A Tourist in Rome - Gesu Church
|Location:||2 blocks west from Piazza Venezia|
|Time:||about 45 minutes|
|Hours:||7 AM - 12:30 PM and 4 PM - 7:45 PM|
The Gesu Church is the mother church of the Jesuits. It's plain-looking facade (1st photo below) was unique in its time even if it looks pretty plain today, but the inside of the church is anything but plain. It was built from 1568 to 1584. When you enter the church you'll see the ornate nave shown in the 2nd photo below. When the church was first built the walls were white, but since the 1600s they've been decorated with the over-the-top Baroque artwork that we see today. The layout of the church is very simple; it's just a single nave without side aisles, so the congregation's attention is focused on the altar. Instead of the side aisles, there are a series of interconnecting chapels behind the archways between the columns.
Before you get too far into the church, look up at the gorgeous frescos and statuary in the ceiling (shown in the two photos below). You can either look up at it or look down into a mirror on the floor if you don't want a sore neck. The work is called "Triumph of the Name of Jesus", and it was created by Giovanni Battista Gaulli, a student of Bernini. A glowing cross with the initials "I.H.S" (Jesus Savior of Mankind) pleases the faithful and sends the damned plunging downward over the edge of the painting's frame on their way to hell. The blinding light coming from the cross seems to break through the ceiling. 3-D stucco figures mingle with the figures painted into the fresco to bring more life into the painting and amplifying the illusion.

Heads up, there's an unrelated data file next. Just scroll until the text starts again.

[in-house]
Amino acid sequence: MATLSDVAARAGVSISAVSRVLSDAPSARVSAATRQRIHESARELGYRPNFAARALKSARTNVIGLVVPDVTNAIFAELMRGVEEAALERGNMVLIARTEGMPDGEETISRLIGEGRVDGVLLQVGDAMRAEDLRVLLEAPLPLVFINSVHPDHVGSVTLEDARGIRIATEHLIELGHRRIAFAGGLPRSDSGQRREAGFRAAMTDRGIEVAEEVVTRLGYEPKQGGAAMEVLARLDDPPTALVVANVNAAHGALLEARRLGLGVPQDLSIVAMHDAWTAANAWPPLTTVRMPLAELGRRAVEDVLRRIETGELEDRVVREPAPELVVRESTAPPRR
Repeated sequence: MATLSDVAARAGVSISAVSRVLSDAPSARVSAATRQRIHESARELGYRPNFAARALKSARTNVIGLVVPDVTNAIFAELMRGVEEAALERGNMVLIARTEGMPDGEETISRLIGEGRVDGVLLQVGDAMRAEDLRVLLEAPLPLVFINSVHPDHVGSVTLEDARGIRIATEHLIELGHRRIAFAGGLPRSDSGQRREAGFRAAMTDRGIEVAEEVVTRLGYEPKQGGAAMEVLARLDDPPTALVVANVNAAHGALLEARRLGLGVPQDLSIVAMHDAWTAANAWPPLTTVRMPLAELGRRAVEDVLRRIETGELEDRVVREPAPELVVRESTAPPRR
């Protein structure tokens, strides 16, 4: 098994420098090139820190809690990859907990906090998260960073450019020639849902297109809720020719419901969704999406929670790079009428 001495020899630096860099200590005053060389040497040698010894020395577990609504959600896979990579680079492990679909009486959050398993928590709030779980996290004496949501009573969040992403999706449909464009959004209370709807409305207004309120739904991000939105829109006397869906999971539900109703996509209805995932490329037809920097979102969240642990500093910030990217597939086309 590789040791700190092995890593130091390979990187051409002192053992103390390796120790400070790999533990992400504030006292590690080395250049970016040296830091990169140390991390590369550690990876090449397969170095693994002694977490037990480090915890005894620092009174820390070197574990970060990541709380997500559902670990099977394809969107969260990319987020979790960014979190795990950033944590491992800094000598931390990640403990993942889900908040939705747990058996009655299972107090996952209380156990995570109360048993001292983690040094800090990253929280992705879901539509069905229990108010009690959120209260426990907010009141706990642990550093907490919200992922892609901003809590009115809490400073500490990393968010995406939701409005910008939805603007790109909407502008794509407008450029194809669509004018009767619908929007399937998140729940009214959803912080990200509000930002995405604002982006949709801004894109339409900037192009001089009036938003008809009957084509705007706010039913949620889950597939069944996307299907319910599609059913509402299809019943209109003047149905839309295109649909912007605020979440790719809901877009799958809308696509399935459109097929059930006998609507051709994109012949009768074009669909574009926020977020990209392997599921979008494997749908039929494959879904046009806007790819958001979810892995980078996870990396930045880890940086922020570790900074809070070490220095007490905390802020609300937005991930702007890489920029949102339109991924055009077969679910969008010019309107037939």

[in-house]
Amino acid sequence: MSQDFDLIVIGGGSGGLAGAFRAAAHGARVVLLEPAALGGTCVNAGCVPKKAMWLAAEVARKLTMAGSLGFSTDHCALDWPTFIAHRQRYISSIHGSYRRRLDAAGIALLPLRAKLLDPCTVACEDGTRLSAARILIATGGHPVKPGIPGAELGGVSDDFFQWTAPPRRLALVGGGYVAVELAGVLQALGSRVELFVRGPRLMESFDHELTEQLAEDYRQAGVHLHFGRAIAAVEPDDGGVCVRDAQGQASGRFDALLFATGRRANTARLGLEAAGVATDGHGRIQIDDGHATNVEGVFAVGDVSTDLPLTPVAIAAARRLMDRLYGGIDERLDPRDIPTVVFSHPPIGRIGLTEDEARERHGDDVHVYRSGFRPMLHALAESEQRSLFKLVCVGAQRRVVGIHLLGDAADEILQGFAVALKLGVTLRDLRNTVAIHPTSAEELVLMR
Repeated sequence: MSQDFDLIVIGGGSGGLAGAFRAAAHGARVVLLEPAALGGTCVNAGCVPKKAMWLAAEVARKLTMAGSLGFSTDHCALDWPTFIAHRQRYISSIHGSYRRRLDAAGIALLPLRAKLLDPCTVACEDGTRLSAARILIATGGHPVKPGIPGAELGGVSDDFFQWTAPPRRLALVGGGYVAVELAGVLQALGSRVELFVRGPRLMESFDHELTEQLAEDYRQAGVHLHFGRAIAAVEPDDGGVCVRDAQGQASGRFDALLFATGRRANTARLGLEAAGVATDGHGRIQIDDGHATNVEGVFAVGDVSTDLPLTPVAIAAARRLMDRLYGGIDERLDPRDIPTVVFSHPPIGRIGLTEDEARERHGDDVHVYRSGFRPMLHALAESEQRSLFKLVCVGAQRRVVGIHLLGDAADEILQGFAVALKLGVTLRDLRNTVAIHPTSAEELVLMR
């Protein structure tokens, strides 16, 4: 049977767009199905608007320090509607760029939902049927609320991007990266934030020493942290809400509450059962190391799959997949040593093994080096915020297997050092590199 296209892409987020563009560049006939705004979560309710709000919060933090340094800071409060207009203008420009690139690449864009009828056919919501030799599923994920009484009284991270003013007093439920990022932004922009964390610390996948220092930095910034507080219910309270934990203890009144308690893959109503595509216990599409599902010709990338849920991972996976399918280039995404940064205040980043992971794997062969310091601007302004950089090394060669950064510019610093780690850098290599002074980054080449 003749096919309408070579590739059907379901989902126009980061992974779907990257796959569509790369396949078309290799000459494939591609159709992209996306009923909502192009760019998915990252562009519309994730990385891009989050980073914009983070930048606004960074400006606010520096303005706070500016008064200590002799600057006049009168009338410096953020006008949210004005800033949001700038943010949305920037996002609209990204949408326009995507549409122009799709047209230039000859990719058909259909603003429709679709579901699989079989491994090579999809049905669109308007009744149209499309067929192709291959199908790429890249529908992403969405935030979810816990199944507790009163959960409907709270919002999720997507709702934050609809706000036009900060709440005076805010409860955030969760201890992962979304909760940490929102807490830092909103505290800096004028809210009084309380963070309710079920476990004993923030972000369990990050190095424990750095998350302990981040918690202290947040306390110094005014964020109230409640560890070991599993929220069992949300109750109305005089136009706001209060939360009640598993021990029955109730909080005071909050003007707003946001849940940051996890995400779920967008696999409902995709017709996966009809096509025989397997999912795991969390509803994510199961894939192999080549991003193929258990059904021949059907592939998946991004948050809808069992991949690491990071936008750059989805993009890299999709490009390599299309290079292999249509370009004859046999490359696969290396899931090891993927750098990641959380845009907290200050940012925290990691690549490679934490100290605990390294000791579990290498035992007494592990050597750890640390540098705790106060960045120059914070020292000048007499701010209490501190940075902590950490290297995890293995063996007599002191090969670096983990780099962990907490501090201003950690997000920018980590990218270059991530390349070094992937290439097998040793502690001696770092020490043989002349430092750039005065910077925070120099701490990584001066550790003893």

Just past the fresco is the dome of the church, shown in the 1st photo below. Again spectacular artwork prevails. At the front of the church is the main altar, shown in the 2nd photo below. The founder of the Jesuit order, St. Ignatius of Loyola (1491-1556) is buried in the small coffin near ground level in the altar in the St. Ignatius Chapel, on the left side of the main altar. On either side of the altar at ground level are the two beautiful sculptures shown in the 3rd and 4th photos below. The 3rd photo shows "Faith that Wins Idolatry", by Jean-Baptiste Theodon (1645-1713), and the 4th photo shows "Religion Overthrowing Heresy and Hatred", by Pierre Le Gros the Younger (1666-1719), which has a putto on the left side frantically tearing pages from heretic books by Luther, Calvin and Zwingli.
The church houses Bernini's Tomb of Cardinal Roberto Bellarmino (1st photo below), as well as a 13th or 14th century fresco of the Madonna and Child, in the Chapel of Our Lady of the Road (2nd photo below).